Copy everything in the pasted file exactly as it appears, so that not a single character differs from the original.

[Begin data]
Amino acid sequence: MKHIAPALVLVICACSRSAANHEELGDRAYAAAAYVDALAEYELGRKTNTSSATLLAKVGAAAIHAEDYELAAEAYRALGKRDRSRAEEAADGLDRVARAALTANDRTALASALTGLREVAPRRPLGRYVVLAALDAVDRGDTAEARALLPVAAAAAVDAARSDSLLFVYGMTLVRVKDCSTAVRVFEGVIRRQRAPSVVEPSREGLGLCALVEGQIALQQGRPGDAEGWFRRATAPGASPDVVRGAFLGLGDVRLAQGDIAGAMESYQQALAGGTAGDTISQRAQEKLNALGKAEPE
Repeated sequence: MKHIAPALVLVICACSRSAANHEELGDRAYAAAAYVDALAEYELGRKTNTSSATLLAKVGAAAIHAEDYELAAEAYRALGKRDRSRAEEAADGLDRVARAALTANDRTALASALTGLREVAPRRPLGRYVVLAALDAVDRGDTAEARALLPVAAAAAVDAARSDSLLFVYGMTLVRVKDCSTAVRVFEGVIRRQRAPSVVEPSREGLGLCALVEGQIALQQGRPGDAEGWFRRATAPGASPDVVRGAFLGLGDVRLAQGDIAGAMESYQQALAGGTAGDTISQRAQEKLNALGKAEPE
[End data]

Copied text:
Amino acid sequence: MKHIAPALVLVICACSRSAANHEELGDRAYAAAAYVDALAEYELGRKTNTSSATLLAKVGAAAIHAEDYELAAEAYRALGKRDRSRAEEAADGLDRVARAALTANDRTALASALTGLREVAPRRPLGRYVVLAALDAVDRGDTAEARALLPVAAAAAVDAARSDSLLFVYGMTLVRVKDCSTAVRVFEGVIRRQRAPSVVEPSREGLGLCALVEGQIALQQGRPGDAEGWFRRATAPGASPDVVRGAFLGLGDVRLAQGDIAGAMESYQQALAGGTAGDTISQRAQEKLNALGKAEPE
Repeated sequence: MKHIAPALVLVICACSRSAANHEELGDRAYAAAAYVDALAEYELGRKTNTSSATLLAKVGAAAIHAEDYELAAEAYRALGKRDRSRAEEAADGLDRVARAALTANDRTALASALTGLREVAPRRPLGRYVVLAALDAVDRGDTAEARALLPVAAAAAVDAARSDSLLFVYGMTLVRVKDCSTAVRVFEGVIRRQRAPSVVEPSREGLGLCALVEGQIALQQGRPGDAEGWFRRATAPGASPDVVRGAFLGLGDVRLAQGDIAGAMESYQQALAGGTAGDTISQRAQEKLNALGKAEPE